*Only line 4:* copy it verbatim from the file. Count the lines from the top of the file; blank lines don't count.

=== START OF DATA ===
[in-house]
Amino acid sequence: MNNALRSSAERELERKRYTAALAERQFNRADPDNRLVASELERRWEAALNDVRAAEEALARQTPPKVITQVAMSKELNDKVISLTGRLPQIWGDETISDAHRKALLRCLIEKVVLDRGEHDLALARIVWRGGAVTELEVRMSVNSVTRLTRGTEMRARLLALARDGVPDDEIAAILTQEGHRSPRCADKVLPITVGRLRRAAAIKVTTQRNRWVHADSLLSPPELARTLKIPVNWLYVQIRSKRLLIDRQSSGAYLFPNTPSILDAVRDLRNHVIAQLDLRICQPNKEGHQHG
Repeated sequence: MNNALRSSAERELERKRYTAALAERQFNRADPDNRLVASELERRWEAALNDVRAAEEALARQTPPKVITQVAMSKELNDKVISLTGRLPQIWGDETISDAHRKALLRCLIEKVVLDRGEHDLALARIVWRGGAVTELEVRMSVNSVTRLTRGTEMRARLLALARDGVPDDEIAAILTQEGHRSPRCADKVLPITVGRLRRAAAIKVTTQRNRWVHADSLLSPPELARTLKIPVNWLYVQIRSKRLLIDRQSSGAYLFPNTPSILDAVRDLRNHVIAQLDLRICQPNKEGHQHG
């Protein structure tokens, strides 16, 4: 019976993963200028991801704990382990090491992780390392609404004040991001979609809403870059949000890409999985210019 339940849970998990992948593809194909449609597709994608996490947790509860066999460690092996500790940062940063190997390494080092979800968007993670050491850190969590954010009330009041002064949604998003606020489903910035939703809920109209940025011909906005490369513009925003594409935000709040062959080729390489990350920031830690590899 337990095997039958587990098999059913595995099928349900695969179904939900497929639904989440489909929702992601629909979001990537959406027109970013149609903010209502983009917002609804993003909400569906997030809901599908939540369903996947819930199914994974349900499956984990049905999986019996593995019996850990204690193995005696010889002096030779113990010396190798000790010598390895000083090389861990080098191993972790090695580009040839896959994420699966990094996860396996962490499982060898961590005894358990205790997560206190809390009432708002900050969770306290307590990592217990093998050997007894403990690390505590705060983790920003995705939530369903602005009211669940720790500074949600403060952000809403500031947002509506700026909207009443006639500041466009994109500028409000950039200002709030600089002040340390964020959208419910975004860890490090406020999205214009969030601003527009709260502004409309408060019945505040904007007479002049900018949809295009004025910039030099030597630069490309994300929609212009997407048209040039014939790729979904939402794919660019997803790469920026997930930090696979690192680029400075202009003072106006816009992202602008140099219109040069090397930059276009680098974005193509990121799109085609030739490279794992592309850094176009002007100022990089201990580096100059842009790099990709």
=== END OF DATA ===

């Protein structure tokens, strides 16, 4: 019976993963200028991801704990382990090491992780390392609404004040991001979609809403870059949000890409999985210019 339940849970998990992948593809194909449609597709994608996490947790509860066999460690092996500790940062940063190997390494080092979800968007993670050491850190969590954010009330009041002064949604998003606020489903910035939703809920109209940025011909906005490369513009925003594409935000709040062959080729390489990350920031830690590899 337990095997039958587990098999059913595995099928349900695969179904939900497929639904989440489909929702992601629909979001990537959406027109970013149609903010209502983009917002609804993003909400569906997030809901599908939540369903996947819930199914994974349900499956984990049905999986019996593995019996850990204690193995005696010889002096030779113990010396190798000790010598390895000083090389861990080098191993972790090695580009040839896959994420699966990094996860396996962490499982060898961590005894358990205790997560206190809390009432708002900050969770306290307590990592217990093998050997007894403990690390505590705060983790920003995705939530369903602005009211669940720790500074949600403060952000809403500031947002509506700026909207009443006639500041466009994109500028409000950039200002709030600089002040340390964020959208419910975004860890490090406020999205214009969030601003527009709260502004409309408060019945505040904007007479002049900018949809295009004025910039030099030597630069490309994300929609212009997407048209040039014939790729979904939402794919660019997803790469920026997930930090696979690192680029400075202009003072106006816009992202602008140099219109040069090397930059276009680098974005193509990121799109085609030739490279794992592309850094176009002007100022990089201990580096100059842009790099990709």